Object detection using Pascal VOC dataset with SageMaker

The Amazon SageMaker Object Detection algorithm detects and classifies objects in images using a single deep neural network. It is a supervised learning algorithm that takes images as input and identifies all instances of objects within the image scene. The object is categorized into one of the classes in a specified collection with a confidence score that it belongs to the class. Its location and scale in the image are indicated by a rectangular bounding box. It uses the Single Shot multibox Detector (SSD) framework and supports two base networks: VGG and ResNet. The network can be trained from scratch, or trained with models that have been pre-trained on the ImageNet dataset.

The recommended input format for the Amazon SageMaker object detection algorithms is Apache MXNet RecordIO. However, you can also use raw images in .jpg or .png format.

We think that training with the RecordIO format is the easiest way to get started with your image classification PoC on SageMaker. For full details on the input-output interface, see this

Prepare your dataset in ImageRecord format


Raw images are natural data format for computer vision tasks. However, when loading data from image files for training, disk IO might be a bottleneck. For instance, when training a ResNet50 model with ImageNet on an AWS p3.16xlarge instance, The parallel training on 8 GPUs makes it so fast, with which even reading images from ramdisk can’t catch up. To boost the performance on top-configured platform, we suggest users to train with MXNet’s ImageRecord format.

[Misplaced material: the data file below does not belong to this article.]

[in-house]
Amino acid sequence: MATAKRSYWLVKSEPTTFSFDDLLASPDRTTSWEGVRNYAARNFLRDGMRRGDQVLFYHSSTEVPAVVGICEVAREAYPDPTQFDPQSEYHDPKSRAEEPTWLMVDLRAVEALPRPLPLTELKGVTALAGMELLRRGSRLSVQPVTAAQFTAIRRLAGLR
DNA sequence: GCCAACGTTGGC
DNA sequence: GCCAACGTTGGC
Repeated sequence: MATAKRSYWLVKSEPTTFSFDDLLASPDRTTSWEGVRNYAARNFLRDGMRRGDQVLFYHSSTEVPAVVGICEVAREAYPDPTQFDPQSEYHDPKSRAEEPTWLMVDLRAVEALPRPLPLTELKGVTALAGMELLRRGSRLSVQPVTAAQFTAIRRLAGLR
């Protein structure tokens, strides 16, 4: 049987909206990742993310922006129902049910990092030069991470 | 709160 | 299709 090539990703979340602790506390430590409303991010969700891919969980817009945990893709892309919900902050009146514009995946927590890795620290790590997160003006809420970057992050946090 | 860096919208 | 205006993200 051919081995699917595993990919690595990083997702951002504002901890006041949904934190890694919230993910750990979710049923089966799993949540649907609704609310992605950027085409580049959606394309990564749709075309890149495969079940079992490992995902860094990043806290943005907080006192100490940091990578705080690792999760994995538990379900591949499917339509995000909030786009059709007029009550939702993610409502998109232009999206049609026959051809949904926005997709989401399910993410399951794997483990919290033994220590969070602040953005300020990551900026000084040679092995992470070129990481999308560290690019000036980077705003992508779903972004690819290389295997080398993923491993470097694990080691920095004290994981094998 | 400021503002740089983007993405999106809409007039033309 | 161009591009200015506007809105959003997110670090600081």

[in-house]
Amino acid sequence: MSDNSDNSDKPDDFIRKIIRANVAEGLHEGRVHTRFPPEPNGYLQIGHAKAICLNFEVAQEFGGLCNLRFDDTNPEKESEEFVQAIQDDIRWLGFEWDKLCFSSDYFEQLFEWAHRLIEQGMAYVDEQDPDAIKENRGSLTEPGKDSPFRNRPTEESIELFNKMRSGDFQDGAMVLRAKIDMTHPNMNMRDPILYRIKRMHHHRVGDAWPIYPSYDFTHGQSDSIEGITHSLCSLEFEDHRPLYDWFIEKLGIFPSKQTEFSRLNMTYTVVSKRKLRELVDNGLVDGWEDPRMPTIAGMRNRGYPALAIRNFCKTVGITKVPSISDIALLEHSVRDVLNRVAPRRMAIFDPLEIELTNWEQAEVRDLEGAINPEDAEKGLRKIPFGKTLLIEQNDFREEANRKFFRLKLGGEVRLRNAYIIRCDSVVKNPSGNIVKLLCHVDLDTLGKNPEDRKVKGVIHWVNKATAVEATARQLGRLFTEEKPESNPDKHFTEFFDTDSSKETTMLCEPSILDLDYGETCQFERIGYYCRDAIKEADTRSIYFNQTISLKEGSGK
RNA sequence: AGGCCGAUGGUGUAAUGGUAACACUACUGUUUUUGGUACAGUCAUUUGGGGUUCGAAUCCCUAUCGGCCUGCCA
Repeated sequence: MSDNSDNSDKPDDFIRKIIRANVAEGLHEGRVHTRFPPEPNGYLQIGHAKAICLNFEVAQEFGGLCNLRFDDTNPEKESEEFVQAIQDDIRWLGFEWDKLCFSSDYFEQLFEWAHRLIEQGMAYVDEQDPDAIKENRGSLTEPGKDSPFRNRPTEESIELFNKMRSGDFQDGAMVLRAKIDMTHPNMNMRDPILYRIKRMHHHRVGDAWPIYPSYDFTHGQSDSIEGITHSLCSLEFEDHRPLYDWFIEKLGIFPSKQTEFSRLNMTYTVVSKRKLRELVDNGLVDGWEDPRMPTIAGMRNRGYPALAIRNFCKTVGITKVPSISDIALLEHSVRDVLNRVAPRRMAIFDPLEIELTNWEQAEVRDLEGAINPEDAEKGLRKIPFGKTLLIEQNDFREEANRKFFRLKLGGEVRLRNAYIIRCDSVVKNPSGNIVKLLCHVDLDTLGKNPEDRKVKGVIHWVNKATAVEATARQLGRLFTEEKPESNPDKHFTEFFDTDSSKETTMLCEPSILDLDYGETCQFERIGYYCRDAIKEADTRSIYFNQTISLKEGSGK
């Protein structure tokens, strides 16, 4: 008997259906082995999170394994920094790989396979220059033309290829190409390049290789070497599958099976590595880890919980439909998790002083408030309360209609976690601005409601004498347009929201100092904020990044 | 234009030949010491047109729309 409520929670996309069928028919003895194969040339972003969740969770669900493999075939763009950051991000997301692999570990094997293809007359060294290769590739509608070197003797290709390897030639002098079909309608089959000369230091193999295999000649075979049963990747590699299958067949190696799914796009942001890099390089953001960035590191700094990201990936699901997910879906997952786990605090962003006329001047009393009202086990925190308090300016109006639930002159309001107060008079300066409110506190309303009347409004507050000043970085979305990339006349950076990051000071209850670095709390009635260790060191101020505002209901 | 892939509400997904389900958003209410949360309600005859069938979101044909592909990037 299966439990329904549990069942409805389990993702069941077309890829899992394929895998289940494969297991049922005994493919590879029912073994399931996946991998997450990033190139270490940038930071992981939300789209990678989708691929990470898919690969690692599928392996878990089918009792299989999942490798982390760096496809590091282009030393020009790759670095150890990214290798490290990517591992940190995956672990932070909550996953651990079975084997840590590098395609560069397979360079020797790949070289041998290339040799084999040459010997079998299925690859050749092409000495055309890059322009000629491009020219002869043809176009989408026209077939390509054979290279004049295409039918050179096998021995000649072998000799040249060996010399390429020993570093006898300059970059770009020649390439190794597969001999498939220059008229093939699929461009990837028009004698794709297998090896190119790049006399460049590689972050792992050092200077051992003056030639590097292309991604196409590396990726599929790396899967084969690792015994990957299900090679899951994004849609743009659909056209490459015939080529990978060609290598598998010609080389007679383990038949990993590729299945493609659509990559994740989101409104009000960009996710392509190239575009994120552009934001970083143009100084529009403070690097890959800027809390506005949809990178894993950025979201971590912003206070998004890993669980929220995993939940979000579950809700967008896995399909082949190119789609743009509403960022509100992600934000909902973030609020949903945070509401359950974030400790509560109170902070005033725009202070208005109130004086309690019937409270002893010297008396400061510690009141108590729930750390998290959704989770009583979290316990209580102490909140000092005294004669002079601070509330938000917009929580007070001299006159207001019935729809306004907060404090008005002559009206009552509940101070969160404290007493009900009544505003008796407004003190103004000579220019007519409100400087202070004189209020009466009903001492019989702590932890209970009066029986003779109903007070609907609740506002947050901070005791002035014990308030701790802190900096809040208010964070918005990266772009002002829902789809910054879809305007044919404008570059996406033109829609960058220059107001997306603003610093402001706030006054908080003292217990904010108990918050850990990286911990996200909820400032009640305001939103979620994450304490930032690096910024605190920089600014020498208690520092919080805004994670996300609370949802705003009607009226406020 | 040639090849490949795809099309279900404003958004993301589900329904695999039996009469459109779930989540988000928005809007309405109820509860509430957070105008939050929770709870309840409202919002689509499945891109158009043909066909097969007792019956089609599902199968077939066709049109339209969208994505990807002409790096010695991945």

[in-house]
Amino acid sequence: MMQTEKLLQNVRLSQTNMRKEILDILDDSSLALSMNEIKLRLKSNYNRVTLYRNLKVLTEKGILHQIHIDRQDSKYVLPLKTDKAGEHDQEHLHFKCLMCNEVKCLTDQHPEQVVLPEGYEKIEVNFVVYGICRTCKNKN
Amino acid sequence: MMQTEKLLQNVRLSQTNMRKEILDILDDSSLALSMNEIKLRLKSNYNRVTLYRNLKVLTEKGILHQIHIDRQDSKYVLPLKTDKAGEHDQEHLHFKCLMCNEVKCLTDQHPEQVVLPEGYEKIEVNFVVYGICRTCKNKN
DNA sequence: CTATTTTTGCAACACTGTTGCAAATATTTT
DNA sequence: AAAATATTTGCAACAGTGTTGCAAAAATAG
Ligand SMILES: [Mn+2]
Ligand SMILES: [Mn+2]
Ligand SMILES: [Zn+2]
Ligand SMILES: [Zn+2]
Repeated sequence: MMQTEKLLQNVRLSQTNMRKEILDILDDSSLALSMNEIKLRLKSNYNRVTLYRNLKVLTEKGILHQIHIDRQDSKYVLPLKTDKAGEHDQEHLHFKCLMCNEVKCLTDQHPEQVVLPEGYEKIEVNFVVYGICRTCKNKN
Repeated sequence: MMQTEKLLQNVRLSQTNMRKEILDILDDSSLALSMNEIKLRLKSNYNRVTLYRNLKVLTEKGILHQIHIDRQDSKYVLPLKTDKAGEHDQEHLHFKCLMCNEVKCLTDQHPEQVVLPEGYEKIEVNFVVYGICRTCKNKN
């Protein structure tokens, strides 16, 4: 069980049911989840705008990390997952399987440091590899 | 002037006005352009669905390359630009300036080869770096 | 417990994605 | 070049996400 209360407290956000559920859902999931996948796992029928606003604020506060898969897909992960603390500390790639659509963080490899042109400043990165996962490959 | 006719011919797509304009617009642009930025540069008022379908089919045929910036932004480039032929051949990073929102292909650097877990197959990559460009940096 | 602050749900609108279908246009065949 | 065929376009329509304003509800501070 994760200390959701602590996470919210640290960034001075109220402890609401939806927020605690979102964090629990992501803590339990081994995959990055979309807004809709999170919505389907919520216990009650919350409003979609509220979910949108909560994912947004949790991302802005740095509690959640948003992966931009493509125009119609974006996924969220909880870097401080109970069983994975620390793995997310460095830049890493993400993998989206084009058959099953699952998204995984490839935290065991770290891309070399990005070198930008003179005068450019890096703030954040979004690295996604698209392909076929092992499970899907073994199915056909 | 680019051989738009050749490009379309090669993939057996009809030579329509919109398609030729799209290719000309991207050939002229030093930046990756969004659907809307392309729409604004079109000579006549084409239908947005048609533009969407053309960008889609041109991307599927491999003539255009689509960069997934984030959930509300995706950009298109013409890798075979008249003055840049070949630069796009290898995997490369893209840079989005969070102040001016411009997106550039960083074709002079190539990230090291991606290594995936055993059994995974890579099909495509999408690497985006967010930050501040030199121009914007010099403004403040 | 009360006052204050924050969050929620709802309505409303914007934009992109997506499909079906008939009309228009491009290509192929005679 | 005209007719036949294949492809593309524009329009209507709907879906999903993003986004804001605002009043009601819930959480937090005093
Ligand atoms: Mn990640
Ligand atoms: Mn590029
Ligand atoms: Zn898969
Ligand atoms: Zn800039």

We will use Pascal VOC, a popular computer vision challenge, dataset. We will use the data sets from 2007 and 2012, named as VOC07 and VOC12 respectively the latest one comprises of more than 20,000 images containing about 50,000 annotated objects. These annotated objects are grouped into 20 categories.

Download prerequisite packages

wget https://raw.githubusercontent.com/awslabs/amazon-sagemaker-examples/master/introduction_to_amazon_algorithms/object_detection_pascalvoc_coco/tools/im2rec.py ./